Does this picture get your attention? Had to smile when I saw it online as it was taken during one of my classes at Heirloom Creations in Sioux Falls, SD. Try not to hit safety pins when you quilt!
We are expecting another foot of snow, so I had lunch with a friend yesterday and today and tomorrow will stay in and get some jobs done that I have been postponing. It's time to clean and oil my sewing machines! Actually, this is a job I rather enjoy. It's so nice to hear them hum again. Then I will quilt another sample of Relaxed Diane-shiko on something pretty.
I read on the Bernina blog recently how to clean your Bernina and it had some great photos of linty machines and where/how to clean out your machine. Go to www.berninausablog.com and scroll down to find the entry titled "Keep a Clean Machine!" In the comments you'll find Sara Snuggerud's from SD and some amazing photos from her shop of bent needles, etc. Wow.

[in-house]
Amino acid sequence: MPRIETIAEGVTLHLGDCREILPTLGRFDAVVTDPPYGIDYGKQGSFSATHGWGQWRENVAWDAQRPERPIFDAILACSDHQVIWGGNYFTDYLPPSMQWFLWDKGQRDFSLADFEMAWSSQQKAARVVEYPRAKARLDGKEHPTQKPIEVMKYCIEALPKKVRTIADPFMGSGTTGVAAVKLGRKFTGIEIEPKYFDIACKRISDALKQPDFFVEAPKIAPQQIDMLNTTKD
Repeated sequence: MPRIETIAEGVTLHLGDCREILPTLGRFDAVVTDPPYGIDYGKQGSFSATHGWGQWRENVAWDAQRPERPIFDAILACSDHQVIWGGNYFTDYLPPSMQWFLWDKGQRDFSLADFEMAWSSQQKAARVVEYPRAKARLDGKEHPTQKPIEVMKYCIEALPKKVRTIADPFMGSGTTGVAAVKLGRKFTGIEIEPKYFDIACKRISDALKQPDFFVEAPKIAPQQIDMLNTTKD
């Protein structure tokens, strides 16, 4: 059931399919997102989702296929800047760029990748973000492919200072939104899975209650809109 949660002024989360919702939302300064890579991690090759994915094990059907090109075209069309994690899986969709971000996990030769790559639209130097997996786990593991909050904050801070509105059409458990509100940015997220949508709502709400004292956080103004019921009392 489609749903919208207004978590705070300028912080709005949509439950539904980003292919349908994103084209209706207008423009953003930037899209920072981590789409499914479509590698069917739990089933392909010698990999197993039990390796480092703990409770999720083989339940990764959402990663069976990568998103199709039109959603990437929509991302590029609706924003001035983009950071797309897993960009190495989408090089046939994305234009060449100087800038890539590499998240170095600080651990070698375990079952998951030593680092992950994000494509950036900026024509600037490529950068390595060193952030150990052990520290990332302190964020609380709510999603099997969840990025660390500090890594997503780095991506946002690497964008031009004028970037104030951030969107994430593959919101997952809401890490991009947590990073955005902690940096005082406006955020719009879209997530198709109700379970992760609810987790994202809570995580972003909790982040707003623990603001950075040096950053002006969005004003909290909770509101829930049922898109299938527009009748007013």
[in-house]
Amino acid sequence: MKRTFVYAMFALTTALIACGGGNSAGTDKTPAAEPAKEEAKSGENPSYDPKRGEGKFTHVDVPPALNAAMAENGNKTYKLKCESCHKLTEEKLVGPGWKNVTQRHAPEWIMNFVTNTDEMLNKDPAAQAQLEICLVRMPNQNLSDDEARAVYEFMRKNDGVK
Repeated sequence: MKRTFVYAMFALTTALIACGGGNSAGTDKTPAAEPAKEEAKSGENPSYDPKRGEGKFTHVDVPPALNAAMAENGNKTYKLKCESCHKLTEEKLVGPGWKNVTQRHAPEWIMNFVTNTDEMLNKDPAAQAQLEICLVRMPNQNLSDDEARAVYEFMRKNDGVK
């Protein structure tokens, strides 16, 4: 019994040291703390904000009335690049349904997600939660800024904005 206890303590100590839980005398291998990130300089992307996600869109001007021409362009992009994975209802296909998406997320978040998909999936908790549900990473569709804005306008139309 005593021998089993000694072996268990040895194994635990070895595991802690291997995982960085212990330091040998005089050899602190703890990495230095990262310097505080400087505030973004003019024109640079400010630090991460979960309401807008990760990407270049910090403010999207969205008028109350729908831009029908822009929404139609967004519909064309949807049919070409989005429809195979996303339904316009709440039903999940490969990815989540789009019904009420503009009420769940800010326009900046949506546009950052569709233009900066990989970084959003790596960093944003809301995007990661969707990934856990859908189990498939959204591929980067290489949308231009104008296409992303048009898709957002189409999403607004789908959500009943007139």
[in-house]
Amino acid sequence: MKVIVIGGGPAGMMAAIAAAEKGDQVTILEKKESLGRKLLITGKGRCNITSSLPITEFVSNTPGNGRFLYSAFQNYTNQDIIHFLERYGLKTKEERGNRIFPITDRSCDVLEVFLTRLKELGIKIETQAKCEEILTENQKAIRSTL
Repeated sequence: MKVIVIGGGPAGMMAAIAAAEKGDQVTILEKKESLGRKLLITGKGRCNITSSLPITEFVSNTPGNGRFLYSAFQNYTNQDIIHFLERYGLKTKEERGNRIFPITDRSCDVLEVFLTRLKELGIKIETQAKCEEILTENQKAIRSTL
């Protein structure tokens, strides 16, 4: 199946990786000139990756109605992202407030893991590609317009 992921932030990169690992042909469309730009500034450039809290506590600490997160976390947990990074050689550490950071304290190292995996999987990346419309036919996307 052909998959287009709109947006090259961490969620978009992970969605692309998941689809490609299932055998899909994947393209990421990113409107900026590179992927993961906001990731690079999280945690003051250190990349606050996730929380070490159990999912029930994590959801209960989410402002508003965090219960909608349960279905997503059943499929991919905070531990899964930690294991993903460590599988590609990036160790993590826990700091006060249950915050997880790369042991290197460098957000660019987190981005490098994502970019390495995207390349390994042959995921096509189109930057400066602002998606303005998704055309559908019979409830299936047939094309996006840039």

Check your owner's manual for how to do maintenance, and/or go online to find out your brand's suggestions and tips.
I do know that when I am visiting various sewing machine shops they love to show me some of the interesting things that come in for repair, or tell me tales of the most packed-with-lint machine they've ever seen, the dullest needle, the most thread tangled inside, etc.
If I even nick something with my needle, like a safety pin, I change the needle. It doesn't happen often, but it is so crucial to have a good needle in the machine to have quilting work out well.
Also, I clean any buildup from my silk thread every 3 hours or so and my machine will quilt beautifully for me, and sound wonderful too. I take it in once a year for a thorough check up, oil, lube and filter, front end alignment, tire rotation, conversation with the mother ship for updates, and it always comes home so much better, like new. This is an investment you make not only in keeping your machine perking along, but in the quality of your quilting.
Keep quilting, your work gets better every day!
1 day ago